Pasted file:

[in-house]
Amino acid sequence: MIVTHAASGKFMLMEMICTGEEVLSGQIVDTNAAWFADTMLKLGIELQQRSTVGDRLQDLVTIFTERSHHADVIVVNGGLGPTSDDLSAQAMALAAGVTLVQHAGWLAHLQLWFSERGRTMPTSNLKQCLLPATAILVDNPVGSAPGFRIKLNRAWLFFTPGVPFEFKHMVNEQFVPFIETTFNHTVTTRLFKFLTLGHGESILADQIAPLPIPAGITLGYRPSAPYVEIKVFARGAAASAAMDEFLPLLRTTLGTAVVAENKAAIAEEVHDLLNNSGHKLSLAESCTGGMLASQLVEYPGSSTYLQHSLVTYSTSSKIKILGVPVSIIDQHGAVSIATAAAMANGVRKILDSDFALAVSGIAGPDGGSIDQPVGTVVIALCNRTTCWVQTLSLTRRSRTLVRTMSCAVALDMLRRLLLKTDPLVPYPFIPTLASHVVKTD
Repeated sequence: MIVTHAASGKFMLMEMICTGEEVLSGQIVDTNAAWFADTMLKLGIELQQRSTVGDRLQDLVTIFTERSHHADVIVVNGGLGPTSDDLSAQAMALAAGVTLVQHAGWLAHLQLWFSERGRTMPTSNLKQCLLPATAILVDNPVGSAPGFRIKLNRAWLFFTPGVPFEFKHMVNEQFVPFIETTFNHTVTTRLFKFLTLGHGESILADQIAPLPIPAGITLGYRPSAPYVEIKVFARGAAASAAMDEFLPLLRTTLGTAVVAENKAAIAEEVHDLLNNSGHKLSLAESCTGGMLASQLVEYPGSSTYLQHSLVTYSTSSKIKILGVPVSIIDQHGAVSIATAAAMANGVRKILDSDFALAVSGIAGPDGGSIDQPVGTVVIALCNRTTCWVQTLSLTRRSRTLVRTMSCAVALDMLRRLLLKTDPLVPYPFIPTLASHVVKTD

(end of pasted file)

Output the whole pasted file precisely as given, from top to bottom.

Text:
[in-house]
Amino acid sequence: MIVTHAASGKFMLMEMICTGEEVLSGQIVDTNAAWFADTMLKLGIELQQRSTVGDRLQDLVTIFTERSHHADVIVVNGGLGPTSDDLSAQAMALAAGVTLVQHAGWLAHLQLWFSERGRTMPTSNLKQCLLPATAILVDNPVGSAPGFRIKLNRAWLFFTPGVPFEFKHMVNEQFVPFIETTFNHTVTTRLFKFLTLGHGESILADQIAPLPIPAGITLGYRPSAPYVEIKVFARGAAASAAMDEFLPLLRTTLGTAVVAENKAAIAEEVHDLLNNSGHKLSLAESCTGGMLASQLVEYPGSSTYLQHSLVTYSTSSKIKILGVPVSIIDQHGAVSIATAAAMANGVRKILDSDFALAVSGIAGPDGGSIDQPVGTVVIALCNRTTCWVQTLSLTRRSRTLVRTMSCAVALDMLRRLLLKTDPLVPYPFIPTLASHVVKTD
Repeated sequence: MIVTHAASGKFMLMEMICTGEEVLSGQIVDTNAAWFADTMLKLGIELQQRSTVGDRLQDLVTIFTERSHHADVIVVNGGLGPTSDDLSAQAMALAAGVTLVQHAGWLAHLQLWFSERGRTMPTSNLKQCLLPATAILVDNPVGSAPGFRIKLNRAWLFFTPGVPFEFKHMVNEQFVPFIETTFNHTVTTRLFKFLTLGHGESILADQIAPLPIPAGITLGYRPSAPYVEIKVFARGAAASAAMDEFLPLLRTTLGTAVVAENKAAIAEEVHDLLNNSGHKLSLAESCTGGMLASQLVEYPGSSTYLQHSLVTYSTSSKIKILGVPVSIIDQHGAVSIATAAAMANGVRKILDSDFALAVSGIAGPDGGSIDQPVGTVVIALCNRTTCWVQTLSLTRRSRTLVRTMSCAVALDMLRRLLLKTDPLVPYPFIPTLASHVVKTD